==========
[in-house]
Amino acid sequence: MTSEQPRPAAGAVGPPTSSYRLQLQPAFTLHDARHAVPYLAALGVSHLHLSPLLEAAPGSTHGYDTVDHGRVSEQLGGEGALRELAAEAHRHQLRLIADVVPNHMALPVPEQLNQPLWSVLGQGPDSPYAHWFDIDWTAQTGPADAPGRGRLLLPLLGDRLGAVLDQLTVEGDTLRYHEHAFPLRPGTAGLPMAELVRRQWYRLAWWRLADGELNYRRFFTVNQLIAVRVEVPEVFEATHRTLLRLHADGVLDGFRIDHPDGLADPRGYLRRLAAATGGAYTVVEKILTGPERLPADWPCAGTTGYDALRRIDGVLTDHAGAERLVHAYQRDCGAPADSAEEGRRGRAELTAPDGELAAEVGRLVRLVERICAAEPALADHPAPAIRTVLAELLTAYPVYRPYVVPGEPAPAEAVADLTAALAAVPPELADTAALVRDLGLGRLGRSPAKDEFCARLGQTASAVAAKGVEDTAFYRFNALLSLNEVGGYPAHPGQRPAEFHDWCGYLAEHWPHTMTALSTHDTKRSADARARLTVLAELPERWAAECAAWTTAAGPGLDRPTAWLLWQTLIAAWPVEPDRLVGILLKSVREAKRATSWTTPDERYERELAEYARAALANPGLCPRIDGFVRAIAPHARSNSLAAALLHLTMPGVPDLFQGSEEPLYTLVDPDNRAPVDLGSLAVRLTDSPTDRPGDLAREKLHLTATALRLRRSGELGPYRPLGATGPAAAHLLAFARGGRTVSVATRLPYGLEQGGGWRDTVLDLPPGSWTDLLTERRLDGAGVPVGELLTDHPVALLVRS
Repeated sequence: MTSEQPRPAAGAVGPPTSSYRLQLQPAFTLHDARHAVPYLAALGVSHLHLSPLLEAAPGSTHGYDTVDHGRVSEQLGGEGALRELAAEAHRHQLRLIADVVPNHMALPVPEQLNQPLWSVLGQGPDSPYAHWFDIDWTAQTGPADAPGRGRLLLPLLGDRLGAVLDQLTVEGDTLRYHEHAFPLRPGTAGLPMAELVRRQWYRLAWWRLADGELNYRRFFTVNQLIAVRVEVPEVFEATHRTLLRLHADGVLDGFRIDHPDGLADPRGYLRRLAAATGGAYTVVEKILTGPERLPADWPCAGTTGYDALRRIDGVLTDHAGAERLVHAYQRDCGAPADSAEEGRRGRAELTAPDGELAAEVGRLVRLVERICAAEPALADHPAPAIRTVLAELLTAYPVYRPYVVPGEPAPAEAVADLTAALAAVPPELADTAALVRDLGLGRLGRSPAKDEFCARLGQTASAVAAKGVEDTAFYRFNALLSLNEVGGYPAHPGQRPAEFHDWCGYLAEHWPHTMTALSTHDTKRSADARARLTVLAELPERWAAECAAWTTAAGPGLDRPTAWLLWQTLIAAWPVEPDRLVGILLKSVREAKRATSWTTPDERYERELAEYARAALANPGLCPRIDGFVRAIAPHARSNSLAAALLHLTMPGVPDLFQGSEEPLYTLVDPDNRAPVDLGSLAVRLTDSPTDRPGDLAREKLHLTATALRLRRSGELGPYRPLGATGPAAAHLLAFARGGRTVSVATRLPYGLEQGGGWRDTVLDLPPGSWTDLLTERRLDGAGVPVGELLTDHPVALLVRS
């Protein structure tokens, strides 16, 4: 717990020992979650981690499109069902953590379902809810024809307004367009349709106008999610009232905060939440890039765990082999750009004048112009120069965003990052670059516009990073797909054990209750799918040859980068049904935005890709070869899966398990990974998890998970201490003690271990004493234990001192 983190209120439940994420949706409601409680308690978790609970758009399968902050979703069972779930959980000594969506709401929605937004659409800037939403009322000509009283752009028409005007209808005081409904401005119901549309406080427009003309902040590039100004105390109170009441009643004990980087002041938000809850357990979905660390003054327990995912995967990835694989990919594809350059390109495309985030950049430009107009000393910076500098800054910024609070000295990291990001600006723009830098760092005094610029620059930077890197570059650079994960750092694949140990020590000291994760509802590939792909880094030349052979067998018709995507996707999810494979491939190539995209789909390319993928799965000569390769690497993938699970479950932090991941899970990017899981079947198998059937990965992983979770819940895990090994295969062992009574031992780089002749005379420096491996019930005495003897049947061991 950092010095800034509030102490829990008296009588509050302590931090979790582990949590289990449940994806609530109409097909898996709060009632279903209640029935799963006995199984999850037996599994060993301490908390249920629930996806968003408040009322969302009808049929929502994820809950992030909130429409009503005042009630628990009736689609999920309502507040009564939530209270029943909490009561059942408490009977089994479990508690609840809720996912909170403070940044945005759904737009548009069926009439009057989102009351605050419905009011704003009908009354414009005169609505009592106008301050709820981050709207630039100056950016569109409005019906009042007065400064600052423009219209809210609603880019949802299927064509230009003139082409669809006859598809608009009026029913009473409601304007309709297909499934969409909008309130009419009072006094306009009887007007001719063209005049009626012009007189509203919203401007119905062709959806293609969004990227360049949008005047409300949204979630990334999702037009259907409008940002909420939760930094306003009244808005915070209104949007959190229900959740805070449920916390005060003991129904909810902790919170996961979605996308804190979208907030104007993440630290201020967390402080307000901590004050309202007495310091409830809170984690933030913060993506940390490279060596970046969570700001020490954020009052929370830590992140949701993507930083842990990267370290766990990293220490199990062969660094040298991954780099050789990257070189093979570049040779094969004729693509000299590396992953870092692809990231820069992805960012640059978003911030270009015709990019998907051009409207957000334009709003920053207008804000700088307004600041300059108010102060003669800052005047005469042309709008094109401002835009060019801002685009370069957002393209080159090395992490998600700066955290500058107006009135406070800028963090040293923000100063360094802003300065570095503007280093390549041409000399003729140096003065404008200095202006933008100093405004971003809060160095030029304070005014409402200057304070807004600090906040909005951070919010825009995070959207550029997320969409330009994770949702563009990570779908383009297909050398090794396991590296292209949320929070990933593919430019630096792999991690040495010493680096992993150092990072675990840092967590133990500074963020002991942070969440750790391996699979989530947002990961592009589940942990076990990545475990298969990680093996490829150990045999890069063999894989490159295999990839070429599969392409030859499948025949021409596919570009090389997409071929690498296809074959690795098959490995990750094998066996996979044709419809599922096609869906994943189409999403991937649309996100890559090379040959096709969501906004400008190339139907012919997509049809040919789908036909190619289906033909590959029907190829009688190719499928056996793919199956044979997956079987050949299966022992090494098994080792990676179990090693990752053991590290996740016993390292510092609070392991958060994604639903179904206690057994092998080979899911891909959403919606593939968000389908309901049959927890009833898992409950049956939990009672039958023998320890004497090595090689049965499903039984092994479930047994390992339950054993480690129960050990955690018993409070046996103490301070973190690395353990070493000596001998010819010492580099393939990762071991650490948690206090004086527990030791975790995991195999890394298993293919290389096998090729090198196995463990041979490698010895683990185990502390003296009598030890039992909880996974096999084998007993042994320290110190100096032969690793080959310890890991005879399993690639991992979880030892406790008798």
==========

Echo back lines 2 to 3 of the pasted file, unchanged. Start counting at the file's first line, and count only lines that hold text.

Amino acid sequence: MTSEQPRPAAGAVGPPTSSYRLQLQPAFTLHDARHAVPYLAALGVSHLHLSPLLEAAPGSTHGYDTVDHGRVSEQLGGEGALRELAAEAHRHQLRLIADVVPNHMALPVPEQLNQPLWSVLGQGPDSPYAHWFDIDWTAQTGPADAPGRGRLLLPLLGDRLGAVLDQLTVEGDTLRYHEHAFPLRPGTAGLPMAELVRRQWYRLAWWRLADGELNYRRFFTVNQLIAVRVEVPEVFEATHRTLLRLHADGVLDGFRIDHPDGLADPRGYLRRLAAATGGAYTVVEKILTGPERLPADWPCAGTTGYDALRRIDGVLTDHAGAERLVHAYQRDCGAPADSAEEGRRGRAELTAPDGELAAEVGRLVRLVERICAAEPALADHPAPAIRTVLAELLTAYPVYRPYVVPGEPAPAEAVADLTAALAAVPPELADTAALVRDLGLGRLGRSPAKDEFCARLGQTASAVAAKGVEDTAFYRFNALLSLNEVGGYPAHPGQRPAEFHDWCGYLAEHWPHTMTALSTHDTKRSADARARLTVLAELPERWAAECAAWTTAAGPGLDRPTAWLLWQTLIAAWPVEPDRLVGILLKSVREAKRATSWTTPDERYERELAEYARAALANPGLCPRIDGFVRAIAPHARSNSLAAALLHLTMPGVPDLFQGSEEPLYTLVDPDNRAPVDLGSLAVRLTDSPTDRPGDLAREKLHLTATALRLRRSGELGPYRPLGATGPAAAHLLAFARGGRTVSVATRLPYGLEQGGGWRDTVLDLPPGSWTDLLTERRLDGAGVPVGELLTDHPVALLVRS
Repeated sequence: MTSEQPRPAAGAVGPPTSSYRLQLQPAFTLHDARHAVPYLAALGVSHLHLSPLLEAAPGSTHGYDTVDHGRVSEQLGGEGALRELAAEAHRHQLRLIADVVPNHMALPVPEQLNQPLWSVLGQGPDSPYAHWFDIDWTAQTGPADAPGRGRLLLPLLGDRLGAVLDQLTVEGDTLRYHEHAFPLRPGTAGLPMAELVRRQWYRLAWWRLADGELNYRRFFTVNQLIAVRVEVPEVFEATHRTLLRLHADGVLDGFRIDHPDGLADPRGYLRRLAAATGGAYTVVEKILTGPERLPADWPCAGTTGYDALRRIDGVLTDHAGAERLVHAYQRDCGAPADSAEEGRRGRAELTAPDGELAAEVGRLVRLVERICAAEPALADHPAPAIRTVLAELLTAYPVYRPYVVPGEPAPAEAVADLTAALAAVPPELADTAALVRDLGLGRLGRSPAKDEFCARLGQTASAVAAKGVEDTAFYRFNALLSLNEVGGYPAHPGQRPAEFHDWCGYLAEHWPHTMTALSTHDTKRSADARARLTVLAELPERWAAECAAWTTAAGPGLDRPTAWLLWQTLIAAWPVEPDRLVGILLKSVREAKRATSWTTPDERYERELAEYARAALANPGLCPRIDGFVRAIAPHARSNSLAAALLHLTMPGVPDLFQGSEEPLYTLVDPDNRAPVDLGSLAVRLTDSPTDRPGDLAREKLHLTATALRLRRSGELGPYRPLGATGPAAAHLLAFARGGRTVSVATRLPYGLEQGGGWRDTVLDLPPGSWTDLLTERRLDGAGVPVGELLTDHPVALLVRS